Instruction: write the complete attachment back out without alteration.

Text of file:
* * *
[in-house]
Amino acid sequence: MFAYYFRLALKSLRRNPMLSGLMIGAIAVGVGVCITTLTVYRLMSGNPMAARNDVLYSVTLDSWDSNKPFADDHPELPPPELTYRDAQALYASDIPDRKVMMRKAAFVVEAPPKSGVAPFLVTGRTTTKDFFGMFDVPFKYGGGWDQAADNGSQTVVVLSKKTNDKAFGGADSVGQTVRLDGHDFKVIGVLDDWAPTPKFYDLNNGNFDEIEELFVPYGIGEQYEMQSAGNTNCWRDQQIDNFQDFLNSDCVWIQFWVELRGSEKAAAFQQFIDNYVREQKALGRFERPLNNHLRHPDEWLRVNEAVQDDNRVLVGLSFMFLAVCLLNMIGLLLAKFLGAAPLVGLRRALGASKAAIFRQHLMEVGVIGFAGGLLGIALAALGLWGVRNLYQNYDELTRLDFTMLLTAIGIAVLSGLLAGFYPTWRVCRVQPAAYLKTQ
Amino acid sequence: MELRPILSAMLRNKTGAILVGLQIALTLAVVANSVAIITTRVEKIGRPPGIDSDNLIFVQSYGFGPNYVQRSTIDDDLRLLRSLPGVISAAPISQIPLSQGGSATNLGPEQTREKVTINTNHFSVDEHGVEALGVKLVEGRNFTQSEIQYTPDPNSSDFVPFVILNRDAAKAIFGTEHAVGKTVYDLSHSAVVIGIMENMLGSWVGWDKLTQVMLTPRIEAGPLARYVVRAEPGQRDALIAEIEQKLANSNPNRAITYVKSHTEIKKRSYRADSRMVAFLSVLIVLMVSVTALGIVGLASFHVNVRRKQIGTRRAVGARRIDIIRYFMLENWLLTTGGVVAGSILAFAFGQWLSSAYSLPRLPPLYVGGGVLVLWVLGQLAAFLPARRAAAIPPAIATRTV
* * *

[in-house]
Amino acid sequence: MFAYYFRLALKSLRRNPMLSGLMIGAIAVGVGVCITTLTVYRLMSGNPMAARNDVLYSVTLDSWDSNKPFADDHPELPPPELTYRDAQALYASDIPDRKVMMRKAAFVVEAPPKSGVAPFLVTGRTTTKDFFGMFDVPFKYGGGWDQAADNGSQTVVVLSKKTNDKAFGGADSVGQTVRLDGHDFKVIGVLDDWAPTPKFYDLNNGNFDEIEELFVPYGIGEQYEMQSAGNTNCWRDQQIDNFQDFLNSDCVWIQFWVELRGSEKAAAFQQFIDNYVREQKALGRFERPLNNHLRHPDEWLRVNEAVQDDNRVLVGLSFMFLAVCLLNMIGLLLAKFLGAAPLVGLRRALGASKAAIFRQHLMEVGVIGFAGGLLGIALAALGLWGVRNLYQNYDELTRLDFTMLLTAIGIAVLSGLLAGFYPTWRVCRVQPAAYLKTQ
Amino acid sequence: MELRPILSAMLRNKTGAILVGLQIALTLAVVANSVAIITTRVEKIGRPPGIDSDNLIFVQSYGFGPNYVQRSTIDDDLRLLRSLPGVISAAPISQIPLSQGGSATNLGPEQTREKVTINTNHFSVDEHGVEALGVKLVEGRNFTQSEIQYTPDPNSSDFVPFVILNRDAAKAIFGTEHAVGKTVYDLSHSAVVIGIMENMLGSWVGWDKLTQVMLTPRIEAGPLARYVVRAEPGQRDALIAEIEQKLANSNPNRAITYVKSHTEIKKRSYRADSRMVAFLSVLIVLMVSVTALGIVGLASFHVNVRRKQIGTRRAVGARRIDIIRYFMLENWLLTTGGVVAGSILAFAFGQWLSSAYSLPRLPPLYVGGGVLVLWVLGQLAAFLPARRAAAIPPAIATRTV